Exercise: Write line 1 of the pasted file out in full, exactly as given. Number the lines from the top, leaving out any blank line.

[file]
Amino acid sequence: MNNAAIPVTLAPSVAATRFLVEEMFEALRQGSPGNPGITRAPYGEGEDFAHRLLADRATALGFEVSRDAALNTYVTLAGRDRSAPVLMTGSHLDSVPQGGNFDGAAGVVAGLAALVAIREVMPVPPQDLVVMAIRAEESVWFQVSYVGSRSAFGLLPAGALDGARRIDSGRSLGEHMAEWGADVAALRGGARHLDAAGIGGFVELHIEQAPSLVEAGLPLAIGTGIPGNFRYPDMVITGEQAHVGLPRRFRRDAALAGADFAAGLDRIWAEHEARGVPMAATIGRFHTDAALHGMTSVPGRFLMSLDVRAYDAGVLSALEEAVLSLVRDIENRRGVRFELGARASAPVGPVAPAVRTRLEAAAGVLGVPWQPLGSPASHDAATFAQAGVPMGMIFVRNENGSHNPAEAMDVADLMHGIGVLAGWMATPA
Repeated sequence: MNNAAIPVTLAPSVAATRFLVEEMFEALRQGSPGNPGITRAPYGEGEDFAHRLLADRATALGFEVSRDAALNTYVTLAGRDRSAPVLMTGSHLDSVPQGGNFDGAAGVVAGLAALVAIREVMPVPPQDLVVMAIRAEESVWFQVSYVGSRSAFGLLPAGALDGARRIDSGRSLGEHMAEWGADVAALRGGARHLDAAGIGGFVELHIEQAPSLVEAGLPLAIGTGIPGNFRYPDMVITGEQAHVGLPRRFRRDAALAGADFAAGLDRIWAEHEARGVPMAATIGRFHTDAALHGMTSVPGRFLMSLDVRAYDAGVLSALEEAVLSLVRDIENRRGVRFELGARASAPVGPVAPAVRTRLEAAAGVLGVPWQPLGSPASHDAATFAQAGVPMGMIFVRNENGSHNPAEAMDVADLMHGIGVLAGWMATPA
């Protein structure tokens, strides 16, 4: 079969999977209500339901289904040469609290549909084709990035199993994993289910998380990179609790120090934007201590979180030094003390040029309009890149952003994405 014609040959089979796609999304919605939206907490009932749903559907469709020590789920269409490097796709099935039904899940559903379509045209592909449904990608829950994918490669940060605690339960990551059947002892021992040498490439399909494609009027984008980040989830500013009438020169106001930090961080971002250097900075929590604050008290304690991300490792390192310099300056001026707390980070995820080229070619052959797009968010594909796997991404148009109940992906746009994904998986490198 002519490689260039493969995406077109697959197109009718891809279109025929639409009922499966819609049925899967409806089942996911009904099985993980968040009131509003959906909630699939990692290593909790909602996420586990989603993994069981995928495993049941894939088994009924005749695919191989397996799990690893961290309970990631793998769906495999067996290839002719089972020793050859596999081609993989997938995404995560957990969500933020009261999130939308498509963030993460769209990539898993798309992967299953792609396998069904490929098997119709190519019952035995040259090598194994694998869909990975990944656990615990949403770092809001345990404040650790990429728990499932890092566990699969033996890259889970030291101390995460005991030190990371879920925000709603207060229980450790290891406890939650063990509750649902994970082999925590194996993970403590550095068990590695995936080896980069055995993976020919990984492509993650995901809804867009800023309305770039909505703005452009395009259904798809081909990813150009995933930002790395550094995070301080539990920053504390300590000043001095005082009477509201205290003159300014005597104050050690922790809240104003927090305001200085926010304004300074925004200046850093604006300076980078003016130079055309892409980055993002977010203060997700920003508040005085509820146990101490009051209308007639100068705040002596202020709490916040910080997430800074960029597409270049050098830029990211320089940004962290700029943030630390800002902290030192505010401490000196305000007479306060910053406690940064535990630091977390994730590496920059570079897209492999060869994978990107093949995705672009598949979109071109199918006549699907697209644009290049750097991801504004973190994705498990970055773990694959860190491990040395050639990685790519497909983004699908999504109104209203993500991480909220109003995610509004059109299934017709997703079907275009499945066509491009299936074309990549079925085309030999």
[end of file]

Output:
Amino acid sequence: MNNAAIPVTLAPSVAATRFLVEEMFEALRQGSPGNPGITRAPYGEGEDFAHRLLADRATALGFEVSRDAALNTYVTLAGRDRSAPVLMTGSHLDSVPQGGNFDGAAGVVAGLAALVAIREVMPVPPQDLVVMAIRAEESVWFQVSYVGSRSAFGLLPAGALDGARRIDSGRSLGEHMAEWGADVAALRGGARHLDAAGIGGFVELHIEQAPSLVEAGLPLAIGTGIPGNFRYPDMVITGEQAHVGLPRRFRRDAALAGADFAAGLDRIWAEHEARGVPMAATIGRFHTDAALHGMTSVPGRFLMSLDVRAYDAGVLSALEEAVLSLVRDIENRRGVRFELGARASAPVGPVAPAVRTRLEAAAGVLGVPWQPLGSPASHDAATFAQAGVPMGMIFVRNENGSHNPAEAMDVADLMHGIGVLAGWMATPA